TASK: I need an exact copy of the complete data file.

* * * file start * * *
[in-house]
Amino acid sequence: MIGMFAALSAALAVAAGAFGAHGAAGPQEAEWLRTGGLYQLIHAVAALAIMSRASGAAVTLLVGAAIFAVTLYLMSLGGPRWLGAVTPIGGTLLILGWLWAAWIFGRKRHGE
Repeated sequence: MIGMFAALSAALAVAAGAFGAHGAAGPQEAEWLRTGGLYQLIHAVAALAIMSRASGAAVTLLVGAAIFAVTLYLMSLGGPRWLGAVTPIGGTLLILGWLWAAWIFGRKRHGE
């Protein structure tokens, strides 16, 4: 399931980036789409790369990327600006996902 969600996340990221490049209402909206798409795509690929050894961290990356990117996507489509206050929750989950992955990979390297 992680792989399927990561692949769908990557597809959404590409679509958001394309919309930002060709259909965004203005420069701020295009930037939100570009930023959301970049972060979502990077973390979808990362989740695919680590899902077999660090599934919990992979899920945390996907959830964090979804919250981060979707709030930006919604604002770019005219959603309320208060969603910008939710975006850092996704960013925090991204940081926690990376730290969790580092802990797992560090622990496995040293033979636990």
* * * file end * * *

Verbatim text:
[in-house]
Amino acid sequence: MIGMFAALSAALAVAAGAFGAHGAAGPQEAEWLRTGGLYQLIHAVAALAIMSRASGAAVTLLVGAAIFAVTLYLMSLGGPRWLGAVTPIGGTLLILGWLWAAWIFGRKRHGE
Repeated sequence: MIGMFAALSAALAVAAGAFGAHGAAGPQEAEWLRTGGLYQLIHAVAALAIMSRASGAAVTLLVGAAIFAVTLYLMSLGGPRWLGAVTPIGGTLLILGWLWAAWIFGRKRHGE
């Protein structure tokens, strides 16, 4: 399931980036789409790369990327600006996902 969600996340990221490049209402909206798409795509690929050894961290990356990117996507489509206050929750989950992955990979390297 992680792989399927990561692949769908990557597809959404590409679509958001394309919309930002060709259909965004203005420069701020295009930037939100570009930023959301970049972060979502990077973390979808990362989740695919680590899902077999660090599934919990992979899920945390996907959830964090979804919250981060979707709030930006919604604002770019005219959603309320208060969603910008939710975006850092996704960013925090991204940081926690990376730290969790580092802990797992560090622990496995040293033979636990």